Could Google & Facebook Ban the Online Sale of Animal Products?

Could Google & Facebook Ban the Online Sale of Animal Products?

Jess Grant Jess Grant
News
June 28,2018

Could Google & Facebook Ban the Online Sale of Animal Products?

Were you hoping to rug up in a mohair coat this winter? You won’t find what you’re looking for at ASOS. The online fashion retailer has updated their animal welfare policy to ban the sale of products made from mohair, feathers, silk and cashmere. According to the new policy, third parties will no longer be able to supply ASOS with items containing these materials.

From now on, the only animal products on sale at ASOS will be those sourced from certain types of leather, wool, and other types of animal hair obtained as a by-product from the meat industry (ASOS has stated they will only work with meat industry establishments who can prove high standards of animal husbandry).

As the issue of animal welfare continues to gain traction, ASOS isn’t the only one changing their tune. A number of clothing retailers have revealed plans to stop using mohair in their products, including Topshop, H&M, and Marks & Spencer. Even high-end fashion houses are jumping on the animal welfare bandwagon, with labels like Versace and Hugo Boss vowing to ban fur from their collections.

But what about search engines and social media? You might not be able to stock up on silk shirts and cashmere jumpers at ASOS anymore, but that doesn’t mean these items can’t be found elsewhere on the internet. They may not design fur coats, but companies like Facebook and Google play a big part in facilitating the sale of animal products.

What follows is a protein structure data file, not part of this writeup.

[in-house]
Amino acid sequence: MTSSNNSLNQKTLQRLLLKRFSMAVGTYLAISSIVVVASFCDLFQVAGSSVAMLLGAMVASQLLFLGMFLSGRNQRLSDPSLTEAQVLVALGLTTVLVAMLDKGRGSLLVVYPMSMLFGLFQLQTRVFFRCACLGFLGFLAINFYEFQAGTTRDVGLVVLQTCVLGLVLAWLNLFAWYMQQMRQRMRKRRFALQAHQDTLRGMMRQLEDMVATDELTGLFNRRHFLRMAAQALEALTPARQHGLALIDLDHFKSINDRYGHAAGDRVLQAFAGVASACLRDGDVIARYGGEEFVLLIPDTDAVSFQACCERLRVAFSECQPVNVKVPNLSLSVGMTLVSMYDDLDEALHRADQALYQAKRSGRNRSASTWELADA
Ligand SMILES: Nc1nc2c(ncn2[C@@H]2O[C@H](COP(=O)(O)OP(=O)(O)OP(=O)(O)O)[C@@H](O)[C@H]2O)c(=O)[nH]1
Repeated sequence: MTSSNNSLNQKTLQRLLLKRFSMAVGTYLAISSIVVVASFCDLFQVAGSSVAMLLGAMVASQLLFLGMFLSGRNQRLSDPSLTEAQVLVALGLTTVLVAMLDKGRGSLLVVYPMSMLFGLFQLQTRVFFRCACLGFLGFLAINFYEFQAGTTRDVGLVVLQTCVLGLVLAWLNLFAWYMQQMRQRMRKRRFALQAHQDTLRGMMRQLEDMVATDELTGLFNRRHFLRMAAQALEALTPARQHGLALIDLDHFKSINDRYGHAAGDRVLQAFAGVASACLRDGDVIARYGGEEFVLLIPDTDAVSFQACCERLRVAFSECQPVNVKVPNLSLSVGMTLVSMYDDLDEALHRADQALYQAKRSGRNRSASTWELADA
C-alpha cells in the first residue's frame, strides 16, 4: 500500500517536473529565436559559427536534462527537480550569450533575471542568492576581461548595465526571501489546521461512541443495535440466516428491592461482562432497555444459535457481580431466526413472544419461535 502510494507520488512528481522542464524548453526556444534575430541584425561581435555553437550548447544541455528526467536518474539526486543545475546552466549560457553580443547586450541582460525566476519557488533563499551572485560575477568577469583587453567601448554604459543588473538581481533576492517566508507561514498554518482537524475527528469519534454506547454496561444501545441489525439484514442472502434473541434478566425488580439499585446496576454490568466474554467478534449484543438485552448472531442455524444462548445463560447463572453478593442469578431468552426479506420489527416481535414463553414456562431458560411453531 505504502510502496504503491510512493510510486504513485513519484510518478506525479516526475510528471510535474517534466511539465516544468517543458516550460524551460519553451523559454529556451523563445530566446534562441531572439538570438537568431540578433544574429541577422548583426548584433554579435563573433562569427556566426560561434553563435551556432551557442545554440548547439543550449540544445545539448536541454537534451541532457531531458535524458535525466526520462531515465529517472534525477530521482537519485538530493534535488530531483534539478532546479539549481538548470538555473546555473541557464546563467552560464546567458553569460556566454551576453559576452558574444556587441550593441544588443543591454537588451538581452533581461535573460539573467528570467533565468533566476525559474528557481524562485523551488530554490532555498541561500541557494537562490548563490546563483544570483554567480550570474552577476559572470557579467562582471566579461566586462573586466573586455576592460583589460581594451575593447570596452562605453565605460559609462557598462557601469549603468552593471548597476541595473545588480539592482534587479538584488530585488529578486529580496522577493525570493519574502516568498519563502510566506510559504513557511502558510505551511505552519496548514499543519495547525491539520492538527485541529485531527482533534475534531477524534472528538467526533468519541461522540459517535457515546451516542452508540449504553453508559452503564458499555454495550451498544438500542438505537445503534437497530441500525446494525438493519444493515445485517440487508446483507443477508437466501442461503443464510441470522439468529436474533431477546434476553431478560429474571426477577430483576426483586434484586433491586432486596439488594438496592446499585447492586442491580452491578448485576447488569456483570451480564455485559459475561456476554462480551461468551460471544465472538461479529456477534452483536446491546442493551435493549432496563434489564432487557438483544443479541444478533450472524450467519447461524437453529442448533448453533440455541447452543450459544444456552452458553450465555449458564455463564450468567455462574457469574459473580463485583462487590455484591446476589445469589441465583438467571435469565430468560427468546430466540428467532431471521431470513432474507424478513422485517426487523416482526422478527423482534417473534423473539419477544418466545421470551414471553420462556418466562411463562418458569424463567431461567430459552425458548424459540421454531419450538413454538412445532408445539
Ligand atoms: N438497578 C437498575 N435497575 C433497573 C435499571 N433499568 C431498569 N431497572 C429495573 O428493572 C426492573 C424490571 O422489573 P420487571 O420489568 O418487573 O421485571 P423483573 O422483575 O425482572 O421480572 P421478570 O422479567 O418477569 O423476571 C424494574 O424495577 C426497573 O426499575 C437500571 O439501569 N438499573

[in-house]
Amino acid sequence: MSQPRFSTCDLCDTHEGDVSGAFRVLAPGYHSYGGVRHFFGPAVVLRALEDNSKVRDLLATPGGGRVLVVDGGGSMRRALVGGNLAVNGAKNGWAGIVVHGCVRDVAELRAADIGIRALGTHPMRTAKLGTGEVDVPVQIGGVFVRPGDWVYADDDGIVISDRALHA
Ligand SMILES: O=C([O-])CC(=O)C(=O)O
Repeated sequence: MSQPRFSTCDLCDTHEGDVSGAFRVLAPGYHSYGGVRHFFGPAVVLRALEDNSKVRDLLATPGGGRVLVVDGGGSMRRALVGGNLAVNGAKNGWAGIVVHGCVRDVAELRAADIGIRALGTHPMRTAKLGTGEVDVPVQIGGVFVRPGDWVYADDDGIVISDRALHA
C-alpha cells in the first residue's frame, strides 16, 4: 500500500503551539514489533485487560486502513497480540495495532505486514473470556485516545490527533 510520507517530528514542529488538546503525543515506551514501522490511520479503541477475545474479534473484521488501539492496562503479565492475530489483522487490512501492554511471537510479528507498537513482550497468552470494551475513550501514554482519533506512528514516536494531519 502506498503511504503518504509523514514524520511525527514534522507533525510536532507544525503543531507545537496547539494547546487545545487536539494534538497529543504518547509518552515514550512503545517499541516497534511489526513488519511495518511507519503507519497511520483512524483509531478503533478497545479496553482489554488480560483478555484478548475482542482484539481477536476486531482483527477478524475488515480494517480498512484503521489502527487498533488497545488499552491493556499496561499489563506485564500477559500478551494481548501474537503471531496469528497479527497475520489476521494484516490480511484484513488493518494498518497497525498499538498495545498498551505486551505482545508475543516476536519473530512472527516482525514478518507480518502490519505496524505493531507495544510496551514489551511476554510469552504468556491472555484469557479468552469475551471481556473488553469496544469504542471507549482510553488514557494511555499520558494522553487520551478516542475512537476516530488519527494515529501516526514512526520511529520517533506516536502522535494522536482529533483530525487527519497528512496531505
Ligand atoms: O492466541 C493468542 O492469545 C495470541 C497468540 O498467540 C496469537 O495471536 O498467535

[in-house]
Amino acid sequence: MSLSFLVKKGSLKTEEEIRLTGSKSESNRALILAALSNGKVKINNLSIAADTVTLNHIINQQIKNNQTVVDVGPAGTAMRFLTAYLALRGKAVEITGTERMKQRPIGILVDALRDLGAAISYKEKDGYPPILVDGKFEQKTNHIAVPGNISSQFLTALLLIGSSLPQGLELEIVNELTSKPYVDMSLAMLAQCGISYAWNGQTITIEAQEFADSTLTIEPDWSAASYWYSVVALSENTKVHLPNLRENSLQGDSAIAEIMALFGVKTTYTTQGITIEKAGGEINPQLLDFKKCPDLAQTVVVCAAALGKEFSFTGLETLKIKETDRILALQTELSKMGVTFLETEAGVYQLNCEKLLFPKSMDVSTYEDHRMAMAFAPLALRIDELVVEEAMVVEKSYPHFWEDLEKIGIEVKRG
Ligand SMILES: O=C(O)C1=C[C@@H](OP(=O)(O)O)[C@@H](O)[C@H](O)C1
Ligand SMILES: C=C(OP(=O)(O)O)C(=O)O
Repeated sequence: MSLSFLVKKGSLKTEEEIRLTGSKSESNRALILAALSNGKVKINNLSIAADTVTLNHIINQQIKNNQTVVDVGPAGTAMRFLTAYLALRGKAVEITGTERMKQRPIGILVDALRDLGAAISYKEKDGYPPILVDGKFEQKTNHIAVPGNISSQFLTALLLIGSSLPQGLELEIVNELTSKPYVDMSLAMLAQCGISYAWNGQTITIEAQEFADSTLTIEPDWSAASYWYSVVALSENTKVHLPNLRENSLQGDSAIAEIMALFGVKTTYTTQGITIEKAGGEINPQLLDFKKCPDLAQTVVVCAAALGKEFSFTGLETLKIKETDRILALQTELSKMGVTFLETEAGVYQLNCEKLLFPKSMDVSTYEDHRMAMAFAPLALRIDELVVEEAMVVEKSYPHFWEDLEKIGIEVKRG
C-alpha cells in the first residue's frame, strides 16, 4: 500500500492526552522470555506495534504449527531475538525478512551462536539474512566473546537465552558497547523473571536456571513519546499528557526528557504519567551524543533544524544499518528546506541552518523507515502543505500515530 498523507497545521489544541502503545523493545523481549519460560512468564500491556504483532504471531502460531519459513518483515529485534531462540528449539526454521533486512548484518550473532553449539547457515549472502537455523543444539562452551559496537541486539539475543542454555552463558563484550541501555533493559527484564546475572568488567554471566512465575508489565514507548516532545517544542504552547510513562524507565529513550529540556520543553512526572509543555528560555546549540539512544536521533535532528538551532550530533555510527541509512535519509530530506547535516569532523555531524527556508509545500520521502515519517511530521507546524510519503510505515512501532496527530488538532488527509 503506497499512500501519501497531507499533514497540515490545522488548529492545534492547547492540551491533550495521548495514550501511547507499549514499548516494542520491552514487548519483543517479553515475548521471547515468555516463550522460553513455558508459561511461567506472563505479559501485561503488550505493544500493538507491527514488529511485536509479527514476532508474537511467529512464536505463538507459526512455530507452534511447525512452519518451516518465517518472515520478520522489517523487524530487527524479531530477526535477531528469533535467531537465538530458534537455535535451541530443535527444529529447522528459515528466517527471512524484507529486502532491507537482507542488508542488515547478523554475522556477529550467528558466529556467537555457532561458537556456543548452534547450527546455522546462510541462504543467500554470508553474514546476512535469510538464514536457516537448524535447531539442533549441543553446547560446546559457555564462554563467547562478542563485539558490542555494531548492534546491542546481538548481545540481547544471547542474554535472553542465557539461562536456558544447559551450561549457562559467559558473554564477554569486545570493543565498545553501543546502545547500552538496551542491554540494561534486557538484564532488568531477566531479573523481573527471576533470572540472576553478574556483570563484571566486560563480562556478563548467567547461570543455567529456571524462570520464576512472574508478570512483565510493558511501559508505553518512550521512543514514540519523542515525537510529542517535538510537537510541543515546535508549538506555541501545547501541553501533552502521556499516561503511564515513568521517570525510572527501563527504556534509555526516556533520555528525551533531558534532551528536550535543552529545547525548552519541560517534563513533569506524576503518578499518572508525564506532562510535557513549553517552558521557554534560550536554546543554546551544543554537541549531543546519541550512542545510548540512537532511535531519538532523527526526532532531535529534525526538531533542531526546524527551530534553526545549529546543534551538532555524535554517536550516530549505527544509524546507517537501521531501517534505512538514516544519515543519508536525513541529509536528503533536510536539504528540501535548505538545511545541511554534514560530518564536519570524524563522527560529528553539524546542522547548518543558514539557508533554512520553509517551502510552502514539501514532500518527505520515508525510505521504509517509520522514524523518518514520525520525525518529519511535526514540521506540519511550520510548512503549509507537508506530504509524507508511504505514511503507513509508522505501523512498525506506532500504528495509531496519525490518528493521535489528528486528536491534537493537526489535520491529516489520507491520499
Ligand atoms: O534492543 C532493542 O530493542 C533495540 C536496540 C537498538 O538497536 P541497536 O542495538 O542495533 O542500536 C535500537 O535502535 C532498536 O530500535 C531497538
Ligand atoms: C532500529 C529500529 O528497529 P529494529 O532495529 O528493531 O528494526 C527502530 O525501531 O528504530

Buying Animal Products Online

Woman Wearing Fur Coat Feature

No matter how many fashion retailers commit to cruelty-free policies, animal products will remain readily available online unless the internet’s largest corporations decide to take a stand. Obviously restricting the sale of animal products would mean a loss of revenue for both advertisers and manufacturers, so it’s unlikely this will happen on a large scale anytime soon.

However, as the tide of public opinion continues to turn against those who make and sell animal products, it’s not impossible to imagine a world where these items can no longer be bought online.

Google already enforces strict rules regarding what you can and can’t promote on their advertising channels. Banned products include:

  • Counterfeit goods – Any item containing a logo or brand features that another company has already trademarked can be classified as counterfeit.
  • Dangerous products and services – From fireworks to banned substances, items that are illegal and/or pose a risk to the public are excluded from Google’s advertising channels.
  • Inappropriate content – Splashing explicit ads all over the internet wouldn’t be a good look for Google, so it’s not hard to understand why inappropriate content is heavily restricted.
  • Dishonest ads – No matter what you’re advertising, Google won’t tolerate ads that enable dishonest behaviour (such as hacking or scams).

Certain products are also banned from Facebook’s advertising platform. You won’t see any of the following items on sale in your news feed:

  • Illegal items – This covers a wide range of products, including dangerous supplements, illegal drugs and weapons.
  • Adult services – Similarly to Google, Facebook doesn’t permit adult content in their ads.
  • Sensational content – Facebook restricts advertisers from using overly graphic and violent content.

Given how much content is already excluded from online advertising, adding animal products to the banned list doesn’t seem like such a far-fetched idea. But at the end of the day, consumers are the only ones who have the power to encourage policy changes. Banning animal products online will be a lot easier if people put their money where their mouth is and stop buying those items in the first place.

News
June 28,2018
Jess Grant

Author: Jess Grant

Jess is a Senior Content Executive at Search Factory | iProspect. Her hobbies include eating more than the recommended daily intake of Caramello Koalas, trying to avoid embarrassing typos and spilling coffee on her keyboard.

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